Federal Housing Administration: Improved Procedures and Assessment Could Increase Efficiency of Foreclosed Property Conveyances

GAO-19-517 Published: Jun 20, 2019. Publicly Released: Jun 20, 2019.
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Fast Facts

An empty house caught up in foreclosure can deteriorate or be vandalized—bringing down neighborhood property values.

When a property with an FHA-insured mortgage is foreclosed, loan servicers fix it up and convey it to FHA for resale. We looked at whether this process effectively and efficiently gets vacant houses back on the market.

FHA has improved its process, but more can be done. For example, FHA could give loan servicers more detailed instructions on how to determine if a property is in "conveyable condition." Our recommendations address this and other shortcomings we found.

Example of a property conveyed to the Federal Housing Administration in 2018

A brick rowhouse with notices in the front window and a crooked porch light

A brick rowhouse with notices in the front window and a crooked porch light

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What GAO Found

From July 2010 through December 2017, the process for conveying foreclosed properties to the Federal Housing Administration (FHA) took a median of 70 days. The conveyance process—which GAO measured from a mortgage servicer's obtaining title to and possession of the property to FHA's marketing of the property—involves servicers making repairs, transferring ownership, and filing a mortgage insurance claim, and FHA inspecting the property. FHA attributes the length of time to complete the process partly to foreclosure processing delays that left properties vulnerable to damage and vandalism, which can increase the time servicers need to bring properties into conveyance condition. Property damage also may increase the likelihood that FHA will reconvey a property (transfer it to the servicer) for not complying with condition standards, further extending the conveyance process. For about 55 percent of properties conveyed in July 2010–December 2017, servicers exceeded the required time to obtain title and possession of a foreclosed property and convey it to FHA. For 2017 alone, the corresponding figure was 72 percent. As a result, servicers were not eligible to be reimbursed for all repairs and interest expenses for those properties when filing insurance claims with FHA.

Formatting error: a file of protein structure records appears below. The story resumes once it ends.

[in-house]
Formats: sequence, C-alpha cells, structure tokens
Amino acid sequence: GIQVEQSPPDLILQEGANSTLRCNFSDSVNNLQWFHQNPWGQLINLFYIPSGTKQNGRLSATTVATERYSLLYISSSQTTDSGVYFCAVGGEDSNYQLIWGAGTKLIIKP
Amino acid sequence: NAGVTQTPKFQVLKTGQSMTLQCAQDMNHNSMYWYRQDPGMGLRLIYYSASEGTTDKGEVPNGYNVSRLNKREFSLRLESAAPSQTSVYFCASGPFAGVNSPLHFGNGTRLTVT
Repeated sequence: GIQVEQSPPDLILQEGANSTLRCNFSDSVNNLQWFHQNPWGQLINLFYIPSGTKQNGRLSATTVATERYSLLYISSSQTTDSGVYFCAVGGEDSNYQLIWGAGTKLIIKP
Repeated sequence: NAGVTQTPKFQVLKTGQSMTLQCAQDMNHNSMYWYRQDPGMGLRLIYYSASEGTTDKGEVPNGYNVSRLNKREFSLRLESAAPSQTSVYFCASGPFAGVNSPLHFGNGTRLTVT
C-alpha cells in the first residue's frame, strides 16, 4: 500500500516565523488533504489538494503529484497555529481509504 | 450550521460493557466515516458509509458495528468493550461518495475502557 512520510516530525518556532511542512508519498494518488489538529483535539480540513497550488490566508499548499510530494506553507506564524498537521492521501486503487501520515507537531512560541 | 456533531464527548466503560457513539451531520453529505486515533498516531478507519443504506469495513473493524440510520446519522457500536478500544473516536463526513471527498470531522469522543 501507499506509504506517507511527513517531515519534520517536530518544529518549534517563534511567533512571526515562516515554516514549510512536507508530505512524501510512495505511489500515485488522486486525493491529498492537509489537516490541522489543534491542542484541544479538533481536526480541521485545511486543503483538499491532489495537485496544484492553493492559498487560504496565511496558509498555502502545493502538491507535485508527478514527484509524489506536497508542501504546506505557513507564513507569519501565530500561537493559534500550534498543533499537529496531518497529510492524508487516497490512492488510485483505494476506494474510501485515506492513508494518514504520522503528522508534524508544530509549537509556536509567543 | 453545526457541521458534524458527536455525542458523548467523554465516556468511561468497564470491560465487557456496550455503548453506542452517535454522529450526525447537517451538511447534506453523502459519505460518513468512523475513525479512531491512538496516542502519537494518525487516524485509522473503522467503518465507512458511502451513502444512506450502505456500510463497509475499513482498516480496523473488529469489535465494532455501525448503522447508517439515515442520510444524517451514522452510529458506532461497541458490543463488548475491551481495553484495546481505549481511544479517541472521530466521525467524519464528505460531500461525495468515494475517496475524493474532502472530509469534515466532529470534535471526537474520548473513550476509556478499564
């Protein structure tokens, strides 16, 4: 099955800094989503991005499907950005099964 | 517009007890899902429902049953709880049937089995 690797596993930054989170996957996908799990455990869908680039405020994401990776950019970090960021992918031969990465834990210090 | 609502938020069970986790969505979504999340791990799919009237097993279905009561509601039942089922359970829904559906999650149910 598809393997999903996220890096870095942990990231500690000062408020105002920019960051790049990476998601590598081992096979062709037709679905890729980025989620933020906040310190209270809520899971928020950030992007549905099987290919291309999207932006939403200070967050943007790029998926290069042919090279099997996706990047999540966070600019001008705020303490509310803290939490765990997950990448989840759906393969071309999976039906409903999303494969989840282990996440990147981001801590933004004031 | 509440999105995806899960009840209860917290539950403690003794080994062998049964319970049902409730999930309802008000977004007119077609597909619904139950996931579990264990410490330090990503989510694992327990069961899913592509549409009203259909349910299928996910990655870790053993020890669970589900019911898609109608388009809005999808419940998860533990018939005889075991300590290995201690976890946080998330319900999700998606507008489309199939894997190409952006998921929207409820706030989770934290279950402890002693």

In recent years, FHA changed aspects of its conveyance process to help address some of the execution challenges the agency and servicers have faced. For example, in 2016, FHA enhanced its data system for conveyed properties to reduce manual administrative processing. FHA also began a pilot program in 2017 to decrease the number of properties FHA reconveys by inspecting properties before conveyance. However, GAO found shortcomings in FHA policies, procedures, and assessment efforts that are inconsistent with federal evaluation criteria and internal control standards, as follows:

  • FHA's policies and procedures lack detail that could help servicers and contractors determine if a property is in compliance, and the agency has not examined alternative methods of communicating this information. Fifteen of the 20 servicers GAO interviewed said existing policies, procedures, and communications often were not clear or specific enough to address property conditions or repair decisions they encountered. FHA also relies on brief written policies to explain standards and makes limited or no use of other methods, such as photographs or industry-wide calls.

  • FHA has not provided written direction on when to use alternatives to reconveyance—such as agreements under which servicers make repairs or repay FHA for any repair costs after conveyance—for properties not meeting condition standards. In the absence of such direction, FHA may not be addressing these properties in the most consistent or effective manner.

  • FHA has not developed a plan to assess the outcome of its inspection pilot. Without rigorous assessment, FHA risks making decisions about the future of the pilot based on inaccurate or incomplete information.

Addressing these shortcomings could help improve the efficiency and effectiveness of FHA's property conveyance process.

Why GAO Did This Study